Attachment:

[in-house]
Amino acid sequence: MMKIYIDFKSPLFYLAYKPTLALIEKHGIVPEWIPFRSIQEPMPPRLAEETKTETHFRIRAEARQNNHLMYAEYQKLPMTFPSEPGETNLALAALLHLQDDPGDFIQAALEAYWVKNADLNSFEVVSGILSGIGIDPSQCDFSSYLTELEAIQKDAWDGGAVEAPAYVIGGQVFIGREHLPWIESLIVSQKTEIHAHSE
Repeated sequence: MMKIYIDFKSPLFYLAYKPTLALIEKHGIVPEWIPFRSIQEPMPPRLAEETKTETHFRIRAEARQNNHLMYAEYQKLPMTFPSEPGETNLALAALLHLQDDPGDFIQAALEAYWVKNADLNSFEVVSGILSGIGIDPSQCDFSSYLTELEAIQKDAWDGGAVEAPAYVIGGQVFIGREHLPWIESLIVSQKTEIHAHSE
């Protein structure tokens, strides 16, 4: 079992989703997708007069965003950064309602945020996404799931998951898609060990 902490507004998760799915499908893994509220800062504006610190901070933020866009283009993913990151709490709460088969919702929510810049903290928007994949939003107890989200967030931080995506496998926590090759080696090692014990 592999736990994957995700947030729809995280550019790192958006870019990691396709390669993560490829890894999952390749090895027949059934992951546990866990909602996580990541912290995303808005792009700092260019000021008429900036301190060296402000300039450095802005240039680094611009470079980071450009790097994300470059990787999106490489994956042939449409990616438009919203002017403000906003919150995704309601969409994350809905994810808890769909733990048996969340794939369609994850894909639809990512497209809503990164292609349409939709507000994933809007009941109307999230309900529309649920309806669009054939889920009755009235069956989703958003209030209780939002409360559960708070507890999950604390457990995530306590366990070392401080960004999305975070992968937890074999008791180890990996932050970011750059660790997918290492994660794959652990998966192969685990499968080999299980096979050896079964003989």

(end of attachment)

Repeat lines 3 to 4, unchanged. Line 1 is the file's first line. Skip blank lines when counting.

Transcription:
Repeated sequence: MMKIYIDFKSPLFYLAYKPTLALIEKHGIVPEWIPFRSIQEPMPPRLAEETKTETHFRIRAEARQNNHLMYAEYQKLPMTFPSEPGETNLALAALLHLQDDPGDFIQAALEAYWVKNADLNSFEVVSGILSGIGIDPSQCDFSSYLTELEAIQKDAWDGGAVEAPAYVIGGQVFIGREHLPWIESLIVSQKTEIHAHSE
């Protein structure tokens, strides 16, 4: 079992989703997708007069965003950064309602945020996404799931998951898609060990 902490507004998760799915499908893994509220800062504006610190901070933020866009283009993913990151709490709460088969919702929510810049903290928007994949939003107890989200967030931080995506496998926590090759080696090692014990 592999736990994957995700947030729809995280550019790192958006870019990691396709390669993560490829890894999952390749090895027949059934992951546990866990909602996580990541912290995303808005792009700092260019000021008429900036301190060296402000300039450095802005240039680094611009470079980071450009790097994300470059990787999106490489994956042939449409990616438009919203002017403000906003919150995704309601969409994350809905994810808890769909733990048996969340794939369609994850894909639809990512497209809503990164292609349409939709507000994933809007009941109307999230309900529309649920309806669009054939889920009755009235069956989703958003209030209780939002409360559960708070507890999950604390457990995530306590366990070392401080960004999305975070992968937890074999008791180890990996932050970011750059660790997918290492994660794959652990998966192969685990499968080999299980096979050896079964003989």